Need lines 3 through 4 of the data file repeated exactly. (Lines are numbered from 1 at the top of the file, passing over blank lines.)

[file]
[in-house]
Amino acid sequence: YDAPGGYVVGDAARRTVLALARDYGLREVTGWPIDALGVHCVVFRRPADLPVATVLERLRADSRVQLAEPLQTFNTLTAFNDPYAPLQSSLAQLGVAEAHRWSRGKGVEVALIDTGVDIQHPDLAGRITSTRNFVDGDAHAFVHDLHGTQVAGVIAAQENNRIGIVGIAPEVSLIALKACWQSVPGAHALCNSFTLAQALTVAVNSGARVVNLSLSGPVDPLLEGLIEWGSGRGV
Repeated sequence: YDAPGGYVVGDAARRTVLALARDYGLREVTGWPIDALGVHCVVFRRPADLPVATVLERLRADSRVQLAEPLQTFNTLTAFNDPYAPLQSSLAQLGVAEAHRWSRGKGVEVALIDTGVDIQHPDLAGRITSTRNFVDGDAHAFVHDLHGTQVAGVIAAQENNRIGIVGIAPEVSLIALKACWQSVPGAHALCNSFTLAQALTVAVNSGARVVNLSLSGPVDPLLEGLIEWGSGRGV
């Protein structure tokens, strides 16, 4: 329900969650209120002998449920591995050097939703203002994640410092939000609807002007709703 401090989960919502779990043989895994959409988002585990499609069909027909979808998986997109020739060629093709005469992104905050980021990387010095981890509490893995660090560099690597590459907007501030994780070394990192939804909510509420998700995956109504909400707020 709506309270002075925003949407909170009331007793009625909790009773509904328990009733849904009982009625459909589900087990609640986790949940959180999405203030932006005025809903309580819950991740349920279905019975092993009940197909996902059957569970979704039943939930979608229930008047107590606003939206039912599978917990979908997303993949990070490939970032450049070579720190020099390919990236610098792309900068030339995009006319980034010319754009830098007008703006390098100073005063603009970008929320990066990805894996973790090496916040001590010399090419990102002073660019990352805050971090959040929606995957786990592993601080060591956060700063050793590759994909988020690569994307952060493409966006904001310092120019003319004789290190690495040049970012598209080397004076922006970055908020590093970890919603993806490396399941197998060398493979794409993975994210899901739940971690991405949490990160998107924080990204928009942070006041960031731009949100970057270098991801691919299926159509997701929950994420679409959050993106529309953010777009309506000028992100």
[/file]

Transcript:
Repeated sequence: YDAPGGYVVGDAARRTVLALARDYGLREVTGWPIDALGVHCVVFRRPADLPVATVLERLRADSRVQLAEPLQTFNTLTAFNDPYAPLQSSLAQLGVAEAHRWSRGKGVEVALIDTGVDIQHPDLAGRITSTRNFVDGDAHAFVHDLHGTQVAGVIAAQENNRIGIVGIAPEVSLIALKACWQSVPGAHALCNSFTLAQALTVAVNSGARVVNLSLSGPVDPLLEGLIEWGSGRGV
């Protein structure tokens, strides 16, 4: 329900969650209120002998449920591995050097939703203002994640410092939000609807002007709703 401090989960919502779990043989895994959409988002585990499609069909027909979808998986997109020739060629093709005469992104905050980021990387010095981890509490893995660090560099690597590459907007501030994780070394990192939804909510509420998700995956109504909400707020 709506309270002075925003949407909170009331007793009625909790009773509904328990009733849904009982009625459909589900087990609640986790949940959180999405203030932006005025809903309580819950991740349920279905019975092993009940197909996902059957569970979704039943939930979608229930008047107590606003939206039912599978917990979908997303993949990070490939970032450049070579720190020099390919990236610098792309900068030339995009006319980034010319754009830098007008703006390098100073005063603009970008929320990066990805894996973790090496916040001590010399090419990102002073660019990352805050971090959040929606995957786990592993601080060591956060700063050793590759994909988020690569994307952060493409966006904001310092120019003319004789290190690495040049970012598209080397004076922006970055908020590093970890919603993806490396399941197998060398493979794409993975994210899901739940971690991405949490990160998107924080990204928009942070006041960031731009949100970057270098991801691919299926159509997701929950994420679409959050993106529309953010777009309506000028992100």